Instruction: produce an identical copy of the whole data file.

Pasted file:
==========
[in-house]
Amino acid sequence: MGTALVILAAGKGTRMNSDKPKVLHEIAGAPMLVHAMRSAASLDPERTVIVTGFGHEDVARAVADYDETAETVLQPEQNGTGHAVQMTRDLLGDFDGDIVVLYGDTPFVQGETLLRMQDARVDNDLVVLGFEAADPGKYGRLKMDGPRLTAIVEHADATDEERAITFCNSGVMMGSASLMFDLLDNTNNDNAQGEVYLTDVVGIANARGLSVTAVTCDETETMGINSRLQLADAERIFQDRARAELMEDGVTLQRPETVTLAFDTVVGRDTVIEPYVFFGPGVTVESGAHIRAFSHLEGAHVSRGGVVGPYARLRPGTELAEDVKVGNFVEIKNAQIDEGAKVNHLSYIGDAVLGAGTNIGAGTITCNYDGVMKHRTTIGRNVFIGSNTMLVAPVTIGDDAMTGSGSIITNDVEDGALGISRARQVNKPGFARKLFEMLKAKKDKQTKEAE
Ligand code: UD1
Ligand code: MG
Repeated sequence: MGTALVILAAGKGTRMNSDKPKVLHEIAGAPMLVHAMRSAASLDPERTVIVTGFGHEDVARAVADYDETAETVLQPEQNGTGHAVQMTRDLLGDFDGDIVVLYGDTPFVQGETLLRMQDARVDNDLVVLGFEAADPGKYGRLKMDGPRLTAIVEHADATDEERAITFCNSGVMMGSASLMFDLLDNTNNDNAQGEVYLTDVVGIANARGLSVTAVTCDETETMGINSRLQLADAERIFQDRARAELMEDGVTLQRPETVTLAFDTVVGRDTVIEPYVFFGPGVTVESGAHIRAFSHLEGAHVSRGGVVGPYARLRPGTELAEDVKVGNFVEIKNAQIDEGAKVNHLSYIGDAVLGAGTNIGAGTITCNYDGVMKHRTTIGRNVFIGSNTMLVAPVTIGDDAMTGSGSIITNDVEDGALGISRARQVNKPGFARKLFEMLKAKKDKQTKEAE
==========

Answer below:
[in-house]
Amino acid sequence: MGTALVILAAGKGTRMNSDKPKVLHEIAGAPMLVHAMRSAASLDPERTVIVTGFGHEDVARAVADYDETAETVLQPEQNGTGHAVQMTRDLLGDFDGDIVVLYGDTPFVQGETLLRMQDARVDNDLVVLGFEAADPGKYGRLKMDGPRLTAIVEHADATDEERAITFCNSGVMMGSASLMFDLLDNTNNDNAQGEVYLTDVVGIANARGLSVTAVTCDETETMGINSRLQLADAERIFQDRARAELMEDGVTLQRPETVTLAFDTVVGRDTVIEPYVFFGPGVTVESGAHIRAFSHLEGAHVSRGGVVGPYARLRPGTELAEDVKVGNFVEIKNAQIDEGAKVNHLSYIGDAVLGAGTNIGAGTITCNYDGVMKHRTTIGRNVFIGSNTMLVAPVTIGDDAMTGSGSIITNDVEDGALGISRARQVNKPGFARKLFEMLKAKKDKQTKEAE
Ligand code: UD1
Ligand code: MG
Repeated sequence: MGTALVILAAGKGTRMNSDKPKVLHEIAGAPMLVHAMRSAASLDPERTVIVTGFGHEDVARAVADYDETAETVLQPEQNGTGHAVQMTRDLLGDFDGDIVVLYGDTPFVQGETLLRMQDARVDNDLVVLGFEAADPGKYGRLKMDGPRLTAIVEHADATDEERAITFCNSGVMMGSASLMFDLLDNTNNDNAQGEVYLTDVVGIANARGLSVTAVTCDETETMGINSRLQLADAERIFQDRARAELMEDGVTLQRPETVTLAFDTVVGRDTVIEPYVFFGPGVTVESGAHIRAFSHLEGAHVSRGGVVGPYARLRPGTELAEDVKVGNFVEIKNAQIDEGAKVNHLSYIGDAVLGAGTNIGAGTITCNYDGVMKHRTTIGRNVFIGSNTMLVAPVTIGDDAMTGSGSIITNDVEDGALGISRARQVNKPGFARKLFEMLKAKKDKQTKEAE